07 June 2012

Emera waiting on Nalcor for numbers #nlpoli

Wonder no more, dear friends.

Stop  scratching your chin.

Now we know why Nalcor and Emera have not signed a deal now some four or five months after saying they were so close to finishing their negotiations that they didn’t need to set a new deadline.

Nalcor hasn’t sent Emera the latest numbers on the project costs, according to the Chronicle Herald.

During a meeting with The Chronicle Herald’s editorial board, [Emera president Chris] Huskilson said Emera hasn’t received the full costing for its end of the project from its partner, Nalcor Energy, Newfoundland and Labrador’s Crown-owned utility.

Huskilson also told the CH editorial board that he had not heard of any cost over-runs.

“Not to our knowledge” Chris Huskilson said Tuesday when asked if there was any truth to statements in the Newfoundland House of Assembly by the political opposition that the price tag of the project could hit $8 billion, compared to the original estimate of about $6 billion.

Now that’s interesting because even Kathy Dunderdale has said – NTV video link -  within the past couple of days that people can expect costs for the project to be more than the original projections. As the Telegram reported:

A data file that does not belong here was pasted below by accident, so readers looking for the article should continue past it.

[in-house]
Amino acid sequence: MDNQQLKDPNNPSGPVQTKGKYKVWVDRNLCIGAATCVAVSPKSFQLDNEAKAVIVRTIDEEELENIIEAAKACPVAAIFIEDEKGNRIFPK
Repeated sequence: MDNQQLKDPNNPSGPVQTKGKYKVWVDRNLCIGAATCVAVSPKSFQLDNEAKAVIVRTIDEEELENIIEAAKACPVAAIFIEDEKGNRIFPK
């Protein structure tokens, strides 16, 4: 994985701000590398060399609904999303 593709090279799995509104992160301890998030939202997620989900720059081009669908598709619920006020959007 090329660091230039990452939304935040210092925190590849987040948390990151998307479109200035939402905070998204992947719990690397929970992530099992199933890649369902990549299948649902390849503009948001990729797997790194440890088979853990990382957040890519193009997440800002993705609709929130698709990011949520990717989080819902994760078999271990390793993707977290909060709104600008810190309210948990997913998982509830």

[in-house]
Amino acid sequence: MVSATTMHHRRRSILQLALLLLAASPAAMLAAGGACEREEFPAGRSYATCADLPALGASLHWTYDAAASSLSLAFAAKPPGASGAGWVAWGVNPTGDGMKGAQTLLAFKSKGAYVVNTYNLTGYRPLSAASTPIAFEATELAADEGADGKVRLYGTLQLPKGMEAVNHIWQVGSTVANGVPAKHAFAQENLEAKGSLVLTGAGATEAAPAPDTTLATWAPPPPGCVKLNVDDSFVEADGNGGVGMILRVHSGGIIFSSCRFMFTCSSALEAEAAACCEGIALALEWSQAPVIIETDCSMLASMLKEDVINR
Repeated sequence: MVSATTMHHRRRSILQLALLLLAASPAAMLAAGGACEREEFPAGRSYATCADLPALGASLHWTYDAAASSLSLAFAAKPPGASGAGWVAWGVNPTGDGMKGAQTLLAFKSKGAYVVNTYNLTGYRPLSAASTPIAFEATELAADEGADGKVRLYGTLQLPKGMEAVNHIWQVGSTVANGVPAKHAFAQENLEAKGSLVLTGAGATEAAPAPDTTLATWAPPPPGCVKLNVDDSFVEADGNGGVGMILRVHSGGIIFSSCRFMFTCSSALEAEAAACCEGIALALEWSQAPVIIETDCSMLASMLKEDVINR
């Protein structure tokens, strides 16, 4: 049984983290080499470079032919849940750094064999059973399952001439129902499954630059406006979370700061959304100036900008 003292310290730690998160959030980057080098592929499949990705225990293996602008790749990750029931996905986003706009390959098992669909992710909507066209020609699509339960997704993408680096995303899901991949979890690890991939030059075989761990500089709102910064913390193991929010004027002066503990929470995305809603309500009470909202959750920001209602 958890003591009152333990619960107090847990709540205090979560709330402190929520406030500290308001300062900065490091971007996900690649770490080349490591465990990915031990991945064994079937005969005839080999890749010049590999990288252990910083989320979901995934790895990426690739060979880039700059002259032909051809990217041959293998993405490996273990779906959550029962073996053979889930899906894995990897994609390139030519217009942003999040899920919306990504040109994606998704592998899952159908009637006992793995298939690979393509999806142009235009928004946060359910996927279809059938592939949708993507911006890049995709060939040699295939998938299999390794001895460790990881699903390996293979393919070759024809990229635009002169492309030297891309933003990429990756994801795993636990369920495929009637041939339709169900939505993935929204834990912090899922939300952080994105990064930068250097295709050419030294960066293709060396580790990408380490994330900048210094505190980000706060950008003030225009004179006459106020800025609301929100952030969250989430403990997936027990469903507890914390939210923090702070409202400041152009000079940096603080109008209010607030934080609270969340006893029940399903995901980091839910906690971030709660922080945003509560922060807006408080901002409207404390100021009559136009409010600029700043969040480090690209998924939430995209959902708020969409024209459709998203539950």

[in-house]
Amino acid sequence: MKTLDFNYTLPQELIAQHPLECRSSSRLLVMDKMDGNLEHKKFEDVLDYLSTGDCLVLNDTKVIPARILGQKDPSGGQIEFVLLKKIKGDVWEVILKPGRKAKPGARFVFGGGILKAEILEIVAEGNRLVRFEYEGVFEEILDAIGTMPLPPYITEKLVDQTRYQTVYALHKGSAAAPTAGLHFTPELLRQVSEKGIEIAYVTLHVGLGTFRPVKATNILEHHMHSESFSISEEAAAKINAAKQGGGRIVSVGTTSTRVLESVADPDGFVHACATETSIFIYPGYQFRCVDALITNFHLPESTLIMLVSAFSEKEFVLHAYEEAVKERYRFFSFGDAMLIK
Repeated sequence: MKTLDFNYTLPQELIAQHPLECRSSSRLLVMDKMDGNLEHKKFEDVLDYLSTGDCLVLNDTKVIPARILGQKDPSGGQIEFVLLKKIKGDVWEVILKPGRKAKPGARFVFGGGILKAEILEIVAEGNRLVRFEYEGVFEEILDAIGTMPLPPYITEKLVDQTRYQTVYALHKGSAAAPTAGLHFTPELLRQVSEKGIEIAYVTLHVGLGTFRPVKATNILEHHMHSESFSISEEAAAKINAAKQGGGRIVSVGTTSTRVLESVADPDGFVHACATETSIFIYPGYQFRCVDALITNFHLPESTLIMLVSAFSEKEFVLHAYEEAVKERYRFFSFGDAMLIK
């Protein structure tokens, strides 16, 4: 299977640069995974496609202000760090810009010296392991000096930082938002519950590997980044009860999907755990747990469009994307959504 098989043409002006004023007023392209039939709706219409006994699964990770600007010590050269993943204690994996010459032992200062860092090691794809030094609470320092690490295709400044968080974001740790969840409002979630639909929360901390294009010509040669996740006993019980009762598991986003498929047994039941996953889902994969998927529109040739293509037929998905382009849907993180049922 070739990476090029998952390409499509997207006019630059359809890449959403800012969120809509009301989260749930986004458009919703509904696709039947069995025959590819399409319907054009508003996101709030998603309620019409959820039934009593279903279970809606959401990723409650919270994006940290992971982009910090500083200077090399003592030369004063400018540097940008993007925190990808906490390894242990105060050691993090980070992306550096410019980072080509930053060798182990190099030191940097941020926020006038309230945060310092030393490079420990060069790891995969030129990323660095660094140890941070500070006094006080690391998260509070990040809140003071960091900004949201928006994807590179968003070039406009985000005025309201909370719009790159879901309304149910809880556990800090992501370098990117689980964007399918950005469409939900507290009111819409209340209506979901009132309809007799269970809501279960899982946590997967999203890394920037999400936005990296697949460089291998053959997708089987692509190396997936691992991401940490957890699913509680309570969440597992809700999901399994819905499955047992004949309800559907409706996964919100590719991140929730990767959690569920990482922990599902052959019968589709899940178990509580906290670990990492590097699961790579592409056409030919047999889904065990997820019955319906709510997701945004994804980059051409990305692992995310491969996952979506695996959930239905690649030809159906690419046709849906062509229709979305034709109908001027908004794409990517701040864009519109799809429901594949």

“Labour costs have gone up, capital costs have gone up, so the numbers are certainly going to go up, but don’t forget, all the alternatives are going up for the very same reasons,” she said.

As the costs increase, she said, it’ll be important to look at the other benefits of the project.

If they are trying to switch the talk of “other benefits”, then you can expect that costs have gone by quite a bit.

You can also see quite the disconnection between the Premier and reality when she talks about the need to build a line to Nova Scotia to get electricity out of Labrador. There are no markets for expensive electricity from Muskrat Falls and Dunderdale’s talk of 5,000 megawatts of wind is just bizarre from a province where the energy company dismisses wind power as unreliable.

Asked about the deal in the House on Wednesday, natural resources minister Jerome Kennedy said a deal with Emera is close.  In fact, he said:

I can tell the member opposite that the term sheet and the agreements are very close to being finalized.

Close only counts in hand grenades and horse shoes.